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14

Rather than giving them processes to model algorithmically, have them start coming up with algorithms for everyday activities. Here is the formal assignment I have students complete: CS50 AP - Everyday Algorithms. They begin with a simple pseudocode example: 1 look out the window 2 if it is raining outside 3 put on your rain boots 4 put on ...


11

How do you teach students of this age and ability to think algorithmically? I don't really think there's a silver bullet to this problem. To be able to think algorithmically, you need to solve lots of problems, over and over. Some students will naturally have the ability to be able to describe algorithms without much teaching, but it's not a universal skill,...


10

Neither is always better, and both have their strengths. The idea of scoring higher marks as a criteria for better is going to be unpredictable without knowing who is granting those marks. Someone who is heavily in favor of one style over the other may grant higher marks to low quality uses of their favored style than they would to high quality answers in ...


8

A variant on the ENIGMA machine encryption works well in a single loop, and is sufficiently complex to give students a real challenge. The core idea of the ENIGMA machine for this assignment is that (1) a number is given as an initial key, and (2) every prior letter used influences how the next letter will be encrypted. So, use a modular circle of ...


8

The Wirth formula, Algorithms + Data Structures = Programs is still valid. It is also complete. A program is nothing more than algorithms acting on data structures. That formula does not make explicit the difference between a bad, error-riddled program and a good, error-free efficient program. Looking at the formula, however, can show how to improve the ...


8

Homework problems in algorithms classes often involve finding clever tricks that the professors find elegant or interesting That seems like a strange way of teaching algorithms. It shouldn't involve trying to make the students recreate brilliant ideas from scratch (most people won't re-invent Dijkstra's algorithm when asked to find the shortest path through ...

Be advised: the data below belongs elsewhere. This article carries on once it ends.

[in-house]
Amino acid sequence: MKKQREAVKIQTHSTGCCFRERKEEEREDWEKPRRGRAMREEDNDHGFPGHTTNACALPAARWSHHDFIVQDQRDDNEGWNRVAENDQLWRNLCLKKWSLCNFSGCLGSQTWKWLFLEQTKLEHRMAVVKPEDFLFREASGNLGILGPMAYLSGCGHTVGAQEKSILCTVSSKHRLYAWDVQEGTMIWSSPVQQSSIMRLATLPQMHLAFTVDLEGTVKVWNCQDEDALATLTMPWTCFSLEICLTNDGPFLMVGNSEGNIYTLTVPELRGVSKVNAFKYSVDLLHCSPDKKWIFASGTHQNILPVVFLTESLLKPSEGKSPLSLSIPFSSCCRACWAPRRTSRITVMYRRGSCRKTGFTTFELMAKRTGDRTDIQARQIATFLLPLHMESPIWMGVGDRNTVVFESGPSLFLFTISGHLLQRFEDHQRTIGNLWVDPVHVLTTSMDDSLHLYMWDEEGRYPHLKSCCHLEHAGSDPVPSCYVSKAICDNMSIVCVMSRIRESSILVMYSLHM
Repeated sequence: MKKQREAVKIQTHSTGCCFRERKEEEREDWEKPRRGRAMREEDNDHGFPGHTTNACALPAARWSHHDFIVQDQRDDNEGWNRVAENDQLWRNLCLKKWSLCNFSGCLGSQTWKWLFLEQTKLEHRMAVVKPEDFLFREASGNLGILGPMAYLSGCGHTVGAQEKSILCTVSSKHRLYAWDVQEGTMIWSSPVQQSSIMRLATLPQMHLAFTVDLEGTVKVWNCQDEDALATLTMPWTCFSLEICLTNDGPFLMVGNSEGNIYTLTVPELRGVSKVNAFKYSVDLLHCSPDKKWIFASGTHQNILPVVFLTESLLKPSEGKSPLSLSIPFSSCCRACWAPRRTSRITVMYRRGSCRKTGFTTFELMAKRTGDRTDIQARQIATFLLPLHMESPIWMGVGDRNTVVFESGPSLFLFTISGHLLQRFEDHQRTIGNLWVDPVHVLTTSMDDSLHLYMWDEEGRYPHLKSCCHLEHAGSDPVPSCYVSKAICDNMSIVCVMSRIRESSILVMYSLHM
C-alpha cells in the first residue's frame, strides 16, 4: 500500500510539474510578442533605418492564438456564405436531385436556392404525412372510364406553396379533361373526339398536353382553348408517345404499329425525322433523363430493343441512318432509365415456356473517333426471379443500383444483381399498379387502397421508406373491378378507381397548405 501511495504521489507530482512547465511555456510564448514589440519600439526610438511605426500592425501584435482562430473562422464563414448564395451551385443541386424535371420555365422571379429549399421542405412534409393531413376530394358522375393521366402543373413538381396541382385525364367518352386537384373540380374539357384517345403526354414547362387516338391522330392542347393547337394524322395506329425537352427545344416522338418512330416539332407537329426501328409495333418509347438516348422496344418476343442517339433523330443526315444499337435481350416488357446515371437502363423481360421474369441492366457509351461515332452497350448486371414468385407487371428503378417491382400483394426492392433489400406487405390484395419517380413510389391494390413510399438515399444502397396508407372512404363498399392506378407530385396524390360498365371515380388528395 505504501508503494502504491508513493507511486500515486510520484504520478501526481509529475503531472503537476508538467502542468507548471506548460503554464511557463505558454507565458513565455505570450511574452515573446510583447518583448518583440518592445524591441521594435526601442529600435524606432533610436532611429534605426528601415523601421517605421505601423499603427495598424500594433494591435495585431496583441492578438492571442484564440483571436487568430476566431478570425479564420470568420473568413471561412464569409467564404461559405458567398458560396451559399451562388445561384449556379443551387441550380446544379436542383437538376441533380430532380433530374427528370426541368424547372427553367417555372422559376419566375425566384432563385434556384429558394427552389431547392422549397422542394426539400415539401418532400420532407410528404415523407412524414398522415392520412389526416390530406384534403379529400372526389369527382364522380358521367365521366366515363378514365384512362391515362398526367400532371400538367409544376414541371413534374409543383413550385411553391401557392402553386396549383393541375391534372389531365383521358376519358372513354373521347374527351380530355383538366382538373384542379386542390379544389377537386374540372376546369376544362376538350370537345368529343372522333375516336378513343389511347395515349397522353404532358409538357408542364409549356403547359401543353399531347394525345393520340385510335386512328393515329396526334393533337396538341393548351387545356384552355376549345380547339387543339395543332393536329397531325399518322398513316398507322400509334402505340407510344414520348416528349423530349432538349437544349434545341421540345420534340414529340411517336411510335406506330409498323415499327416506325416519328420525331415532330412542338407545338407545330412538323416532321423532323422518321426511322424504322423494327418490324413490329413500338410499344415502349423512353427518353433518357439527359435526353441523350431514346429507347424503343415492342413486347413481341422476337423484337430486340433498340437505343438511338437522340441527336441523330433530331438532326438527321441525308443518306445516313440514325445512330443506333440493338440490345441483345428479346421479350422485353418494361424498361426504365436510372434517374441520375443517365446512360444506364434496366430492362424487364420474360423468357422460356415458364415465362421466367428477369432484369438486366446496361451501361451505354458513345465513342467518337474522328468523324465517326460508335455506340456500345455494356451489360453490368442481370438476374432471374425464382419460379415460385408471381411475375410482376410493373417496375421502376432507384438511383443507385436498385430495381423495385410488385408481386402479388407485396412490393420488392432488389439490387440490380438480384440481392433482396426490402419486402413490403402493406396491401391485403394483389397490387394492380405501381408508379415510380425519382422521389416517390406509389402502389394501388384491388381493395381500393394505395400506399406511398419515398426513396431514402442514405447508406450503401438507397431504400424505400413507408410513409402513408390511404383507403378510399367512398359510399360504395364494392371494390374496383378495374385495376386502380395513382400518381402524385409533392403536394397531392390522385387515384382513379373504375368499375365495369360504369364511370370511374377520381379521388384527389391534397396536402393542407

7

I remember a demonstration from early in my first college CS course (this was in 1998, almost 20 years ago!), where the professor brought in a loaf of bread, a butter knife, a jar of peanut butter, and a jar of jelly. He then asked the class to give him instructions to make a peanut butter sandwich, with predictably hilarious results. After we had finally ...


7

I think it's really about breaking down the concepts into smaller pieces. First a student needs to understand recursion well, then they can understand memoization and dynamic programming. It's hard to just jump into e.g. the knapsack problem without first having worked through simpler problems. After one gets practice with the basic concepts, dynamic ...


7

I usually teach Uniform Cost Search (UCS) before A*, since it is basicaly A* without the heuristic (and it reduces to BFS when all costs = 1, so it is pretty straightforward to explain). Then I teach A* and show them animated examples of the explored nodes in comparison to UCS (here you can find excellent interactive examples). In this step, one analogy I ...


7

The Dutch National Flag problem is linear in running time. Essentially sort an array with only 3 distinct values each of which may appear 0 or more times. (not length 3). You are allowed only one pass over the array, so the solution is a single while loop with some prior initialization. It was probably originally posed by Dijkstra. It is mentioned in David ...